ZEBOV-GP with the transmembrane segment deleted was generated using recombinant baculovirus infection of Hi5 insect cells for 48 h at 27°C with gentle shaking. The secreted protein was concentrated using a Pall Centramate system and purified by nickel affinity chromatography (GE Healthcare, Piscataway, NJ), including an ATP (5 mM) and MgCl (3 mM) (Sigma) column wash to remove a contaminating protein interaction. The His tag was removed by thrombin digestion (3 U/mg protein) (Novagen, Madison, WI) and further purified on a Superose6 column (GE Healthcare). Peak EBOV-GP fractions were pooled and cleaved with recombinant Cathepsin L (40 μg/mg protein) (CalBiochem, San Diego, CA) for 90 min at 37°C in 100 mM sodium acetate and 1 mM EDTA at pH 5.5 in a reaction volume of 10 ml, concentrated, and purified on a Superdex200 column (GE Healthcare).

SDS-PAGE, Western blot, and Native Blue analysis.

Purified protein was separated by sodium dodecyl sulfate-polyacrylamide gel electrophoresis (SDS-PAGE) and visualized with InstantBlue stain (Novexin, Cambridge, United Kingdom). Protein was analyzed in parallel by Western blot analysis using Ebola GP-specific rabbit immune sera (1:2,000) and a goat anti-rabbit secondary antibody conjugated to horseradish peroxidase (HRP; 1:3,000). All antibodies were diluted in 2.5% skim milk and 0.5% Tween in Tris-buffered saline (TBS). Purified protein was analyzed by Native Blue gel electrophoresis using 4 to 12% Nupage Ready gels (Invitrogen). Molecular mass standards (0.4 μg/μl) included thyroglobulin (669 kDa), ferritin (440 kDa), and aldolase (158 kDa) (Amersham Biosciences, Piscataway, NJ).

PNGaseF treatment.

Purified CatL-cleaved ZEBOV-GP (10 μg) was denatured with 1× glycoprotein denaturing buffer (New England BioLabs [NEB], Ipswich, MA) at 100°C for 10 min and treated with PNGaseF (150 U/μg protein; NEB) in 1× G7 reaction buffer (NEB), supplemented with 1% NP-40, (NEB) and incubated at 37°C for 1 h.

Matrix-assisted laser desorption ionization mass spectrometry (MALDI-MS) analysis.

Protein samples were analyzed using the modified thin-layer method described by Cadene and Chait (3). The matrix used was a saturated solution of α-cyano-4-hydroxycinnamic acid in a 3:1:2 (vol/vol/vol) mixture of formic acid-water-isopropanol. The protein solution was mixed 1:5 with matrix solution and spotted on the sample plate prepared with a thin layer of α-cyano-4-hydroxycinnamic acid and allowed to dry. Standard solutions of 6 mM apomyoglobin and 15 mM bovine serum albumin were mixed with matrix and spotted in the same way for use as calibrants. Spectra were acquired on a Voyager-DE Pro (Applied Biosystems, Foster City, CA) operating in linear mode. Instrument settings were as follows: accelerating voltage, 25,000 V; grid voltage, 93%; extraction delay time, 1,050 ns; laser intensity, 2,200 to 2,700.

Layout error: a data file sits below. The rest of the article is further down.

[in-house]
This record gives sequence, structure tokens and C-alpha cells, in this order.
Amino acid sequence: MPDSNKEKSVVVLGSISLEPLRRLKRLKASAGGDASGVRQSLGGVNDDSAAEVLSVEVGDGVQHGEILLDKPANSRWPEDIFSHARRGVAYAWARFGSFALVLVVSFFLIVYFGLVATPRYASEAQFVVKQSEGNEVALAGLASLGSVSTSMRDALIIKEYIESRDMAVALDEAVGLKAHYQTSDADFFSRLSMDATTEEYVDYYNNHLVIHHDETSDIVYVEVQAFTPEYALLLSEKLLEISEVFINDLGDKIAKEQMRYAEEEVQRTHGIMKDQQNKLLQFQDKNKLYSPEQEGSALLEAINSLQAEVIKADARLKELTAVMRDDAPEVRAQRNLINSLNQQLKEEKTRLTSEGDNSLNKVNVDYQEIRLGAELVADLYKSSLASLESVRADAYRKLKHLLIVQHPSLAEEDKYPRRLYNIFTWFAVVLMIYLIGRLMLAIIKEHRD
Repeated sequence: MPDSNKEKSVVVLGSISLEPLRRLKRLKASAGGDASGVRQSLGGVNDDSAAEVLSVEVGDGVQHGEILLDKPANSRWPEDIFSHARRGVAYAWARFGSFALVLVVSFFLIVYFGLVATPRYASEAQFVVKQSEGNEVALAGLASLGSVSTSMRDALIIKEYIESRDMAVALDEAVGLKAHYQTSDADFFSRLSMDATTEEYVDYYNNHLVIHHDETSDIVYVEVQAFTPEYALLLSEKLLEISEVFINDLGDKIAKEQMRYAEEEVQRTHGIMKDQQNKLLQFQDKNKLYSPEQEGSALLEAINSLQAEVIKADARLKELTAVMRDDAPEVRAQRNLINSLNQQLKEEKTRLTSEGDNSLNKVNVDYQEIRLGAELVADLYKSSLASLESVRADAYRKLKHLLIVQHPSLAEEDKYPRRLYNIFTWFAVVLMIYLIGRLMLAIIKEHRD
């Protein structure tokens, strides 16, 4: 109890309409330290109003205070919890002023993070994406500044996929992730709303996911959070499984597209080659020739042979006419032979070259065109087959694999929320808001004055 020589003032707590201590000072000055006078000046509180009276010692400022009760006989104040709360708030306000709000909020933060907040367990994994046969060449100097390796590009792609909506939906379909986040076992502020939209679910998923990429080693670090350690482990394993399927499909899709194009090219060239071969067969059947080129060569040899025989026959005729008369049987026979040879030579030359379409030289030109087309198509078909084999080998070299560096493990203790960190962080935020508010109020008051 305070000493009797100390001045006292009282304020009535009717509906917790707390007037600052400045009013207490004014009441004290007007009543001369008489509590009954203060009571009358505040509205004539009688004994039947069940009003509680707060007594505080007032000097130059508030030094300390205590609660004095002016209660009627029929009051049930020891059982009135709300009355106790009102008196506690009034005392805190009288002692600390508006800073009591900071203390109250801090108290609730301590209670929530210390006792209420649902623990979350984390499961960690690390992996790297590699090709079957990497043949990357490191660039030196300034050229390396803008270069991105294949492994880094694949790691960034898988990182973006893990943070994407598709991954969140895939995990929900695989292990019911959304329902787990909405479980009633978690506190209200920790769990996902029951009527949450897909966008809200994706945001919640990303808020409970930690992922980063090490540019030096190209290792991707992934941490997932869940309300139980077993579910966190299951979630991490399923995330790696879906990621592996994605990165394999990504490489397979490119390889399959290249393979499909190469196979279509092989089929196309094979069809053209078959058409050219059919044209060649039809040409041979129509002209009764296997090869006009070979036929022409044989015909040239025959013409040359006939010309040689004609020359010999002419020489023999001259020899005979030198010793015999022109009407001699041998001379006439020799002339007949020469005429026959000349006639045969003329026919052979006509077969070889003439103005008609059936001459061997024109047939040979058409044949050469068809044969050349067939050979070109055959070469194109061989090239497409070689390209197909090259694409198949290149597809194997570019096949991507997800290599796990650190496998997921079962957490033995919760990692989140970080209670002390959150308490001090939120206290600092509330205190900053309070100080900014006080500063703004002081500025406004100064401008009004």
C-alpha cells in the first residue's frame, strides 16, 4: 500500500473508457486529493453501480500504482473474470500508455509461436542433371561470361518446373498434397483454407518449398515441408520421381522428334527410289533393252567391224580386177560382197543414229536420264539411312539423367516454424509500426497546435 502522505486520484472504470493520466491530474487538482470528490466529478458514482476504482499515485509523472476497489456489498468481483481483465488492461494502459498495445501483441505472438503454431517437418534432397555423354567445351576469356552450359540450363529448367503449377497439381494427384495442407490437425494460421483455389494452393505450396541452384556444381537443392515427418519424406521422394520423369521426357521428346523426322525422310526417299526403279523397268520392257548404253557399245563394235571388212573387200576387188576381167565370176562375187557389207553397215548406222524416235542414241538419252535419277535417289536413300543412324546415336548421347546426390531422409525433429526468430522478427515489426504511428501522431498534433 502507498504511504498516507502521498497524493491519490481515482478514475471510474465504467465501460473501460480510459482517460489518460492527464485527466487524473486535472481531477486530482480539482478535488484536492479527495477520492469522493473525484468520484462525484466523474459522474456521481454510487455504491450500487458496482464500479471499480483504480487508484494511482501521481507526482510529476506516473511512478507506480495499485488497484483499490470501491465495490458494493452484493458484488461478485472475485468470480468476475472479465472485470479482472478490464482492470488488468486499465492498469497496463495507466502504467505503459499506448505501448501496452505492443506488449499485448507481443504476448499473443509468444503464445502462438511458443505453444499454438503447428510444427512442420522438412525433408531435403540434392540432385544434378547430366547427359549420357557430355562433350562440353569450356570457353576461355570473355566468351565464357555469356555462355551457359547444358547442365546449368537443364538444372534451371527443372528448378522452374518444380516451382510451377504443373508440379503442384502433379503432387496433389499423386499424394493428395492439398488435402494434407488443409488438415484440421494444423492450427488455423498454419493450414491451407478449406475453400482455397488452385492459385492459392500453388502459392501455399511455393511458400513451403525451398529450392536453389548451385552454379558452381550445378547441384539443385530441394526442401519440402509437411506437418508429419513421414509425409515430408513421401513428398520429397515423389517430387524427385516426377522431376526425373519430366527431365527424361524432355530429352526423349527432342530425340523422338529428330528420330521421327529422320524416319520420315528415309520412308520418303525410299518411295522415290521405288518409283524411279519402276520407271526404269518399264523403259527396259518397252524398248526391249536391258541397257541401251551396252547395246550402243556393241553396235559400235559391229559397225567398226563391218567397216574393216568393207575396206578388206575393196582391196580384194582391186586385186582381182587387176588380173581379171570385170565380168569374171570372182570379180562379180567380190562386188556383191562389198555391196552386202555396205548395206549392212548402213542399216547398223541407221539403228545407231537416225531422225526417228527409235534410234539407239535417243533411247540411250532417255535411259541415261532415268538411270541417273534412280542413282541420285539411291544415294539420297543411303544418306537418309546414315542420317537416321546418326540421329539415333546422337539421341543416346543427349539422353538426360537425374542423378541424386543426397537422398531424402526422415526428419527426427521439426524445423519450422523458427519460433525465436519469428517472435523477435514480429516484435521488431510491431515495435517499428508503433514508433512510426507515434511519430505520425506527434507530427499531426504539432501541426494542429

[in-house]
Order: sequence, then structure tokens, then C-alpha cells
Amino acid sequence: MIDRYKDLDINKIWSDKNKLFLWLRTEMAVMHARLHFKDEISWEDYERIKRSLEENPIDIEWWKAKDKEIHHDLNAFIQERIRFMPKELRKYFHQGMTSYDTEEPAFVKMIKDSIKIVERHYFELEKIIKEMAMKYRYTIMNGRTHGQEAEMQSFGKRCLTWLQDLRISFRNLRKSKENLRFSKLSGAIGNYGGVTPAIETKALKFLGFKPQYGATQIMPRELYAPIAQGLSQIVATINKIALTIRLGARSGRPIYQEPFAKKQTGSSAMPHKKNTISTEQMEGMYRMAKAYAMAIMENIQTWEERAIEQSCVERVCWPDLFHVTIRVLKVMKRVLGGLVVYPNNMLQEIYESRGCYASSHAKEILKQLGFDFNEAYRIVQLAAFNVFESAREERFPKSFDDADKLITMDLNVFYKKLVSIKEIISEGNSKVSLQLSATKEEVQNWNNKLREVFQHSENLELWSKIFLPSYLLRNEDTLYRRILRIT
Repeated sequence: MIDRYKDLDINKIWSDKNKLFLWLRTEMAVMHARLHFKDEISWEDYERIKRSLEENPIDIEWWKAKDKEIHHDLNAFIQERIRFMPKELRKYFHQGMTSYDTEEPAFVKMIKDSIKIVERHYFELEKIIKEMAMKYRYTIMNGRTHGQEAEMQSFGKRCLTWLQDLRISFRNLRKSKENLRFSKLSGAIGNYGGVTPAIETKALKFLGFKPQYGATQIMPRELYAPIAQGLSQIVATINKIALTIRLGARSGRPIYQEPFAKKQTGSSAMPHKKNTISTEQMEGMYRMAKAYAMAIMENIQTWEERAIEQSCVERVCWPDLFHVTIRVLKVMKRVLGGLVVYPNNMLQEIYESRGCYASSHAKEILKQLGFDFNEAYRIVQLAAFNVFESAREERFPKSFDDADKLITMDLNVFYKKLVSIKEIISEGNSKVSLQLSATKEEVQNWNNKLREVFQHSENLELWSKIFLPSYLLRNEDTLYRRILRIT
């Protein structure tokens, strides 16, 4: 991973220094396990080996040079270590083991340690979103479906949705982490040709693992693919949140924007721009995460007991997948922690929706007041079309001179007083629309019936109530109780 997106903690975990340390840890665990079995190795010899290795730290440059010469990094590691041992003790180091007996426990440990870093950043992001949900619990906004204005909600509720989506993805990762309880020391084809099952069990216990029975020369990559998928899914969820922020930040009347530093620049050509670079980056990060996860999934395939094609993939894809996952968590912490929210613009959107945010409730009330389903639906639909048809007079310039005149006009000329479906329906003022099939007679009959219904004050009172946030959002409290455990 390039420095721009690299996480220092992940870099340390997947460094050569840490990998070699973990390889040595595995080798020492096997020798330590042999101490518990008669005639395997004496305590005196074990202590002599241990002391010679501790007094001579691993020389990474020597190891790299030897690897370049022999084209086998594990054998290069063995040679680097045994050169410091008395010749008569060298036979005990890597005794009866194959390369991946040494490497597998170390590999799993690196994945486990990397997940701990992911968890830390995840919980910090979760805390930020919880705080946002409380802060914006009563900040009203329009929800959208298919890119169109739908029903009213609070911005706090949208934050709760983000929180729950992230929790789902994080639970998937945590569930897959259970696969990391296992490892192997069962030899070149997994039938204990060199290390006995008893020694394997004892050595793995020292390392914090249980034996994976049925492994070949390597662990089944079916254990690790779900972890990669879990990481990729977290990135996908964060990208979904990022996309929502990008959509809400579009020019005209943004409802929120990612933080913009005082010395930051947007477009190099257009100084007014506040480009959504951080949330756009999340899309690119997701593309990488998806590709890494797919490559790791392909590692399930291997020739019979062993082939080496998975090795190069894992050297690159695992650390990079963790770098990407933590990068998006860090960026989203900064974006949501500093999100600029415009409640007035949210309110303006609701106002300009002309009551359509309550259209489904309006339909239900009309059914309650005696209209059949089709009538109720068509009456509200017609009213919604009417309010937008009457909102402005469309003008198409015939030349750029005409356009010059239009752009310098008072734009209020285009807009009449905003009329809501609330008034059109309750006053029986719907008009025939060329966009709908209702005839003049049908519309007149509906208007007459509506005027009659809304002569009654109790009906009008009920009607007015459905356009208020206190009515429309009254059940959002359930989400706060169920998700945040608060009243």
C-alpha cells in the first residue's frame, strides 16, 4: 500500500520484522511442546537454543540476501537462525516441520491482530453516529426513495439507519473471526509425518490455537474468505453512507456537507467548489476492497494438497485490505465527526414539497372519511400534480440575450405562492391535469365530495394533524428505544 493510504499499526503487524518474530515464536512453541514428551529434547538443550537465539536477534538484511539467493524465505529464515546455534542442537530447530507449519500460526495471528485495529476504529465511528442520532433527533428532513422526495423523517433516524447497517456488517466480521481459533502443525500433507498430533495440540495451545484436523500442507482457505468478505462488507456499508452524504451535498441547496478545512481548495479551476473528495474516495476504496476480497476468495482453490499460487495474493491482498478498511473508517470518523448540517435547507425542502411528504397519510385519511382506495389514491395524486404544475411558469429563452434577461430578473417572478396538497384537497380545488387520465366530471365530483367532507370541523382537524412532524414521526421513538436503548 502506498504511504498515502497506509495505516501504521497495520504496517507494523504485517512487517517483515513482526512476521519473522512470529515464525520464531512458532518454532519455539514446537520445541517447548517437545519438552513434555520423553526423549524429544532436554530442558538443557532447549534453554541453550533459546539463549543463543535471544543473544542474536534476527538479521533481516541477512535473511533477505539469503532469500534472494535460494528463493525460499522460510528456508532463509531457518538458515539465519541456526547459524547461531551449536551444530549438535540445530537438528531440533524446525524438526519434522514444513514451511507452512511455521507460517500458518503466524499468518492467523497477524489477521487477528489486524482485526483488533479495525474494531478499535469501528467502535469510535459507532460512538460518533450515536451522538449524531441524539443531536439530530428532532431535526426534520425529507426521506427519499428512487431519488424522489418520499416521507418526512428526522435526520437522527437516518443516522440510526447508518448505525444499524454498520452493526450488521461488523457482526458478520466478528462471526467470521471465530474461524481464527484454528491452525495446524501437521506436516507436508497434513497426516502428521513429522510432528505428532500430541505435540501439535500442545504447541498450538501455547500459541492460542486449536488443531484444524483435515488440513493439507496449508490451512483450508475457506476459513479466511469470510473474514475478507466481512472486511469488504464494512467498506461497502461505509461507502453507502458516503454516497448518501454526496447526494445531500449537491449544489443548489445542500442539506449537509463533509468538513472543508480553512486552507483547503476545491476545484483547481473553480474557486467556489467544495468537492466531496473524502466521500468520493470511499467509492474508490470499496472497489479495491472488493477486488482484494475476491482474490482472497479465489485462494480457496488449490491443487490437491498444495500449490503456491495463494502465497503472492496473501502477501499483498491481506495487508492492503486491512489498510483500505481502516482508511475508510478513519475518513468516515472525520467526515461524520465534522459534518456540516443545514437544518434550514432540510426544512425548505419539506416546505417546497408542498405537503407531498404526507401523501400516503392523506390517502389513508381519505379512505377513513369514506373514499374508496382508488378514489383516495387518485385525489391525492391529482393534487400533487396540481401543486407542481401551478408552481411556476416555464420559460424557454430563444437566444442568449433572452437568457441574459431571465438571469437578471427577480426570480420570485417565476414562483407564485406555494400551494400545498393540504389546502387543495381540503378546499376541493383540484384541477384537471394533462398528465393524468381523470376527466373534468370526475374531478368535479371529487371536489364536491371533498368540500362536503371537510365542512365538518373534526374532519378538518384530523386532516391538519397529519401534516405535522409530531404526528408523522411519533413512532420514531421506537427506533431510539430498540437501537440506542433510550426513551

N-terminal sequencing.

Proteins were adsorbed onto polyvinylidene difluoride (PVDF) membrane using a ProSorb sample preparation cartridge (Applied Biosystems) and washed with 0.1% trifluoroacetic acid (TFA). The PVDF disk was removed from the cartridge and sequenced on a Procise 494 protein sequencer (Applied Biosystems) using the standard protocol from the manufacturer.

Surface plasmon resonance.

Kinetic parameters of KZ52 and CatL-cleaved ZEBOV-GP were determined with a Biacore 3000 surface plasmon resonance spectrometer (GE Healthcare). KZ52 was immobilized on CM5 sensor chips using standard amine coupling to surface densities of 474, 246, 241, 238, 154, and 151 response units. CatL-cleaved ZEBOV-GP and SEBOV-GP were injected sequentially over the coupled sensor chips with increasing concentrations of 31.25, 125, 250, and 500 nM at a flow rate of 30 μl/min for 300 s at 25°C. The dissociation rates of the complexes were monitored for 600 s at a flow rate of 30 μl/min. The buffer used for preparation of the ZEBOV-GP samples and buffer blanks contained 10 mM HEPES (pH 7.4), 150 mM NaCl, 3 mM EDTA, 0.005% surfactant P-20, and 0.1% carboxymethyldextran. The same buffer was used as running buffer during the binding studies. A 1:1 Langmuir binding model with drifting baseline (BiaEvaluation 4.1) was used to fit data globally and to extract kinetic parameters of interaction with ZEBOV-GP.